McSweeney's Brings Design Magic Back to Children's Books
An interior spread of Benny's Brigade, one of several new releases from the McSweeney's McMullens children's imprint. Images courtesy of McSweeney's McMullens
An interior spread of Benny’s Brigade, one of several new releases from the McSweeney’s McMullens children’s imprint.
Images courtesy of McSweeney’s McMullens
Last night as I was reading this to my six-year-old daughter: “No,” says Papa. “Because cheese isn’t called cheese: it’s called a music box. And the music box is called a rug. The rug is called a lamp. The ceiling is called floor. The floor is called ceiling. The wall is called door.”
I was thinking, “Is this too weird?” until I saw confirmation that it was definitely just weird enough. Her eyes were huge; she was absolutely enrapt.
So many kids’ books — not to mention grownup ones — feel too much like afterschool specials or sitcoms. You know … pat narratives where everyone makes a mistake, learns a lesson, makes nice, and in the end, comes away a better citizen.
When you’re exhausted at the end of the day and your kid is, too, but is fighting sleep with every fiber of her being, it’s nice to throw kid lit convention out with the proverbial bathwater. When kids tell stories they pay little attention to plot progression or conflict resolution and the stories they listen to don’t have to either. While it is of course very nice to prepare your child for major milestones by reading comforting tales like Kindergarten Rocks, it’s also equally important to blow their minds.
The willingness to embrace stuff that’s unusual, even a bit bewildering, is what makes a story good. It’s fun to read — and to hear — the rollicking brilliance inherent in Dr. Seuss. Even in the childhood classic to end all childhood classics, Goodnight Moon, we get to say goodnight to oatmeal and socks. Kids love this sort of thing — it inspires giggle fits and non-sequitur conversations in a way too many bedtime stories don’t.
The folks at McSweeneys’s McMullens (the children’s book department of McSweeney’s Quarterly & Books) totally get that. They realize that a lot of children’s literature is absurd but not in the way it should be. (It’s absurd, for example, that a child should be saddled with the name of Pinkalicious and not in a compelling sort of way.)
As such, it is genius to republish a book of stories from the ’70s written by Eugene Ionesco, one of the foremost playwrights of the Theatre of the Absurd. The stories in his Stories 1234 (available on Sept. 12) are silly, filled with sentences (and sauerkraut) and drawings that combine enough beauty, confusion and nonsense to captivate any kid.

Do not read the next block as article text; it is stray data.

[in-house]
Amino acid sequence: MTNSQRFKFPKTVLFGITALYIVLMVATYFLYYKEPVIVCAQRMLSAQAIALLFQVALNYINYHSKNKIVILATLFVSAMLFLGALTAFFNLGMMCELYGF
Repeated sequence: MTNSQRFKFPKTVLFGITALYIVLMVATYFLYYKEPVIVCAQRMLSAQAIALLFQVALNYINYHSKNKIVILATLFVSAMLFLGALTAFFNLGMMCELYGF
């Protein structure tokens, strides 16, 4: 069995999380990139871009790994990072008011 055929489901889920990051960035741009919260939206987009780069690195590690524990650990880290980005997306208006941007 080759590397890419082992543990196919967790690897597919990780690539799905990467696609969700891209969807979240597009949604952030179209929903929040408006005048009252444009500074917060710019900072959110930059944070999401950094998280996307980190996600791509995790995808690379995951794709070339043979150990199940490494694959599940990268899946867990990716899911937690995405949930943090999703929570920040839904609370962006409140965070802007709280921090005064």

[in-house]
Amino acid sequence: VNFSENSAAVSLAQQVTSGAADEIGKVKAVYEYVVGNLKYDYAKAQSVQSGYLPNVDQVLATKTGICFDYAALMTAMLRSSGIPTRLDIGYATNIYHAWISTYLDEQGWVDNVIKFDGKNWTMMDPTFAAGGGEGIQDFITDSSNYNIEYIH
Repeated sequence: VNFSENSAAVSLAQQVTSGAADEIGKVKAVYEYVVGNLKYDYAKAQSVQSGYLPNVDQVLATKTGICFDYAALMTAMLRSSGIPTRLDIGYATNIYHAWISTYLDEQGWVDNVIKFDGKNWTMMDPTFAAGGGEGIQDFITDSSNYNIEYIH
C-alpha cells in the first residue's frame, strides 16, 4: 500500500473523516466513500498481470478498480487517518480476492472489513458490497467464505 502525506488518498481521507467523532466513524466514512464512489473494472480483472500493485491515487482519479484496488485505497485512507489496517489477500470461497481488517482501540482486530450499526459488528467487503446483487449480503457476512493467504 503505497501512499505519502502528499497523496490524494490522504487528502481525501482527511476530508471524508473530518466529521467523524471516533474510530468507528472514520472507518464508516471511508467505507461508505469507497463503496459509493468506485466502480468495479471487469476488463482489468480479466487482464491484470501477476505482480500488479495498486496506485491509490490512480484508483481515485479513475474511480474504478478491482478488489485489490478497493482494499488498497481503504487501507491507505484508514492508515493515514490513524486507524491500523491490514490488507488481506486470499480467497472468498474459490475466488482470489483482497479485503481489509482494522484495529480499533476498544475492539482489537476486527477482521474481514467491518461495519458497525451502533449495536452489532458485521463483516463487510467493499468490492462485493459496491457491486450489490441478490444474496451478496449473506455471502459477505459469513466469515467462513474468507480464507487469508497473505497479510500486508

A spread from Ionesco’s book of stories, about a world full of characters named Jacqueline. Images courtesy McSweeney’s McMullens
They combine realism (mom and dad stayed out too late and don’t feel like getting out of bed) with the fantastical (mom is a flower and she is wearing flowers and flowers come out of her hair), manifested in the dreamlike illustrations by Etienne Delessert (one of the father’s of the modern picture book).
Ionesco’s stories follow the logic pattern of kids, which means they don’t really follow a pattern. This is perfect for young readers who also often, like to take control of the narrative.
There’s no text in Night Riders. Instead, children can make up the story themselves based on the lush narrative illustrations. Images courtesy of McSweeney’s McMullens.
Which is sort of the idea behind Matt Furie’s The Night Riders (published in July, 2012). No words, just pictures. As the book begins, a frog sits down for a bowl full of bugs across the table from his rat friend who is eating salad. The frog, who rides a bike, meets a benevolent dragon, plays a video game, and swims with dolphins. Could anyone have a better day than this frog? No.
The oversize Benny’s Brigade recounts the adventures of a miniature walrus found in a nutshell. Images courtesy of McSweeney’s McMullens
A walrus who got stuck in a nutshell isn’t having such a great day — until the day he is discovered by two sisters who set him free. In Benny’s Brigade by Arthur Bradford and illustrated by Lisa Hanawalt, (published this month) the very tiny walrus (Benny) tells the girls that he’s homesick for the sea. Together with their friends, the sisters build a sturdy boat from a milk carton so he can he set sail for home. His brigade? A trio of adventurous slugs. Saltwater-avoidance hijinks ensue.
All three books have gorgeous, compelling and color-saturated illustrations. None offer meaningful life lessons. These are books designed to get gears turning, to send your kid (or you) running to draw in their sketchbook or outside to dig in the dirt.
Like all McSweeney’s stuff, these are works of art — keepsakes. The dust jackets double as elaborate foldout posters and the hardcovers are embossed and stamped. In other words, these are books that justify the present and future existence of books.
Even as the witching hour gives way to sleepy time, they are too hard to put down.
By Allison Arieff
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